Christ Healing the Ten Lepers, Visoki Dečani Monastery, Ruga sali ceku, Dečani, Kosovo.
[Jesus said], “Ten were cleansed, were they not? Where are the other nine? Has none but this foreigner returned to give thanks to God?” Then he said to him, “Stand up and go; your faith has saved you.” Luke 17:17-19.
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In any doctor’s diagnosis there is one word which is dreaded above all others: incurable. Despite all the spectacular advances made in medicine over the last 150 years, that word can still be heard in surgeries everywhere. More and more often, perhaps, it is spoken in relation to a rare disease which research laboratories are reluctant to commit their resources into investigating. The pool of such stubborn maladies might be narrowing, but we still have the likes of Parkinson’s in our midst, incurable and relentless. At the time of Jesus, almost any disease could be considered incurable, and some were dreaded above others, leprosy being one. That word was probably applied to a variety of awful skin conditions, and as there was no way to help those who suffered from any of them, harsh rules were applied in an effort to stop them spreading:
“Now the leper on whom the sore is, his clothes shall be torn and his head bare; and he shall cover his mustache, and cry, ‘Unclean! Unclean! He shall be unclean. All the days he has the sore he shall be unclean. He is unclean, and he shall dwell alone; his dwelling shall be outside the camp.” Leviticus 13:45-46.
The word for outside the camp is excommunicated. The dark days of the AIDS outbreak in the early 1980s might have been the closest we have come to a time similar to that, when such a diagnosis was tantamount to a death sentence; or maybe the earliest days of the COVID virus, when little was known or understood about it. But with leprosy the pace of the disease is slow, eventually culminating in death. And remember, there was a very old belief in Jesus’ day that such a disease was the consequence of sin either of the person with the leprosy or his/her parents, the greater the sin, the worse the affliction. Hence little pity, care or concern for those afflicted. Except from Jesus. No words of condemnation or fear from him, just a message of hope. But he did have an expectation of gratitude from those he had helped. Well, he did get that, but only from the last person he would have expected it. We have often seen the hostility between the Samaritan version of Judaism and Jerusalem orthodoxy at that time. Jesus even called the Samaritan a “foreigner” which underscores the prevailing religious division. But, again, there was no condemnation from the Lord, only an approving word that the man had thanked God, and a recognition of the man’s faith. Is there an echo here of the prevailing sense of co-operation between most of the Christian churches today, compared to the barely concealed loathing of my own youth?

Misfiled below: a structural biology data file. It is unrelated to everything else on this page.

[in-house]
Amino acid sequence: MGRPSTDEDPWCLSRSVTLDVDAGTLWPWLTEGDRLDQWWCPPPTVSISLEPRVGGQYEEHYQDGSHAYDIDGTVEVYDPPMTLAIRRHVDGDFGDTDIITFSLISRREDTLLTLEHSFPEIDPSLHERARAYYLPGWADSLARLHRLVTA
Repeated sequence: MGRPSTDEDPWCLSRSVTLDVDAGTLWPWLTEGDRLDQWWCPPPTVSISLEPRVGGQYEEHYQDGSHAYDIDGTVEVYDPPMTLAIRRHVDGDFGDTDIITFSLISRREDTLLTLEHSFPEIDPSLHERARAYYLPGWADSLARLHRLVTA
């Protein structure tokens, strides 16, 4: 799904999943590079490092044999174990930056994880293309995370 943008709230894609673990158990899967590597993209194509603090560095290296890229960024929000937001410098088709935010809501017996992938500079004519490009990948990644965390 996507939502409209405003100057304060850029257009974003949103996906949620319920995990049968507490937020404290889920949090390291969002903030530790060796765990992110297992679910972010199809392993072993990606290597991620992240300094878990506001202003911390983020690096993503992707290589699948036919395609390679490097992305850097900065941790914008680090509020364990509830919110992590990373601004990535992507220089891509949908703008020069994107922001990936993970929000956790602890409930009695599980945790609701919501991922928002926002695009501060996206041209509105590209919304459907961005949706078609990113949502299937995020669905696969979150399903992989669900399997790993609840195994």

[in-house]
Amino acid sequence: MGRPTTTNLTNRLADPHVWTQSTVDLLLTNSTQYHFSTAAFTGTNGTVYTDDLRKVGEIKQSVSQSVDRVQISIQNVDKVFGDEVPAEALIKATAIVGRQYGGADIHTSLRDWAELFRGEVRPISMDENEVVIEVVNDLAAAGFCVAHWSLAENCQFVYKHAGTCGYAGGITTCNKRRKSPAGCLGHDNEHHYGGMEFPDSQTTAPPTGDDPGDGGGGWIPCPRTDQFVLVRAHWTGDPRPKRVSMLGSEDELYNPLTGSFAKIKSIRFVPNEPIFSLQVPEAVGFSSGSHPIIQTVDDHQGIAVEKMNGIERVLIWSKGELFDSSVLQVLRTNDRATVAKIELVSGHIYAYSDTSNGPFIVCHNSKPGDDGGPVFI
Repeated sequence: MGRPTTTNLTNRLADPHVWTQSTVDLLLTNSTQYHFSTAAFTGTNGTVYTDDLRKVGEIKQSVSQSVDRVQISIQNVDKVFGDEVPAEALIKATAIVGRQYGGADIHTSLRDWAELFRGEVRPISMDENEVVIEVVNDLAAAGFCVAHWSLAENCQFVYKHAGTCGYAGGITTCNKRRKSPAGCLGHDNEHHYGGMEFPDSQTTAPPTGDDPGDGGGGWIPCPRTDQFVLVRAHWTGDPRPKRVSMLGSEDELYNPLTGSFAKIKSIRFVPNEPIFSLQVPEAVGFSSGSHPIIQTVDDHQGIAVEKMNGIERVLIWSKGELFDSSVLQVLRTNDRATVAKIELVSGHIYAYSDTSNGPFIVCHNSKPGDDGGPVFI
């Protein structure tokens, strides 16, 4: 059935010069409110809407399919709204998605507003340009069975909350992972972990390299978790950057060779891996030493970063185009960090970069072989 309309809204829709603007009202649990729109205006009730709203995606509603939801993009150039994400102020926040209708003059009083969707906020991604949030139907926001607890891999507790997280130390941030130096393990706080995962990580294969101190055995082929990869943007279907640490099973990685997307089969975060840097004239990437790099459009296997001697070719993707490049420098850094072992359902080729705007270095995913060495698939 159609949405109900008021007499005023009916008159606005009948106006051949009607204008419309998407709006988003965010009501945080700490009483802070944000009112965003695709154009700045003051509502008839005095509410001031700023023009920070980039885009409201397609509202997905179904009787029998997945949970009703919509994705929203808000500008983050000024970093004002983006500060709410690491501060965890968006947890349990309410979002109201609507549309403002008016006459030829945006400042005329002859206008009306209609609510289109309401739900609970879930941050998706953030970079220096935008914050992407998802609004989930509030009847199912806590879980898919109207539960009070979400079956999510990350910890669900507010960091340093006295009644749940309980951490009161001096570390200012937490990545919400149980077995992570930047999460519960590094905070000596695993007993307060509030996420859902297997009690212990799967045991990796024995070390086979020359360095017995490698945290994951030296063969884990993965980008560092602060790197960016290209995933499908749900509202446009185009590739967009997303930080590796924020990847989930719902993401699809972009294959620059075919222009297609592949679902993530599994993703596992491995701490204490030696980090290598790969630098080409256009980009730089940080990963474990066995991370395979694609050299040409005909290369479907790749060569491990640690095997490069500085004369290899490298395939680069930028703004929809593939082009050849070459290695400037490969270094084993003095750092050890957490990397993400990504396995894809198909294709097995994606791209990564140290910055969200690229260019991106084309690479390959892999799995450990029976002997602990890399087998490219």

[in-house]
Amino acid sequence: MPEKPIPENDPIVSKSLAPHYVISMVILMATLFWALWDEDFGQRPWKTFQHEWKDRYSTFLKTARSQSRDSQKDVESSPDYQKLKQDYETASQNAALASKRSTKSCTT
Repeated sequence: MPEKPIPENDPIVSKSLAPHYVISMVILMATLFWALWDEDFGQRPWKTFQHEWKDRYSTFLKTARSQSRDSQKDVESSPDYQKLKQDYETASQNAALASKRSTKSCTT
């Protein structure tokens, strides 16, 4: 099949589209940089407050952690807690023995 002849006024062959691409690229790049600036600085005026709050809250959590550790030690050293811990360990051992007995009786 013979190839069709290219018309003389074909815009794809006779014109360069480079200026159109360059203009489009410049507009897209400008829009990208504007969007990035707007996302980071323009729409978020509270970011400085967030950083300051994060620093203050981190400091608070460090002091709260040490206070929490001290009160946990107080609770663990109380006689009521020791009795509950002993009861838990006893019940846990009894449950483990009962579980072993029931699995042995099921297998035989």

There are a few other points of interest in today’s readings. What do you make of Naaman the (pagan) Syrian’s request to take “two mule-loads of earth” with him on returning to his homeland so he could worship God rather than his own gods? It comes from another ancient belief that all gods were gods of place. If Naaman could take some Palestinian earth with him, he would pray while standing or kneeling on it to pray to the God of Palestine as if he were in Palestine! The Jews, during their exile in Babylon, slowly realized that you could pray to God anywhere, a radical new idea. Then there are the ten lepers “standing at a distance” from Jesus. Why? Because they were forbidden to approach anyone not afflicted with the disease. Indeed, they were to call out “unclean” as they walked along, so that everyone could avoid them (Leviticus 13:45). It was believed that being near such a person was dangerous and the disease contagious. In this, they were actually correct. Finally, Jesus praised the cleansed leper for giving thanks to God for his cure. Saying ‘Thank You” is extremely important. Remember that the word Eucharist, ευχαριστώ in Greek, simply means “thank you”. The most important sacred action we Christians can perform is to proclaim a profound “thank you” to God for sending his Son to us, remaining with us, and becoming present among us at every, well, eucharist. And that might well be the point of all of today’s readings.
Reflections on next Sunday’s Mass Readings will be posted on Wednesday.
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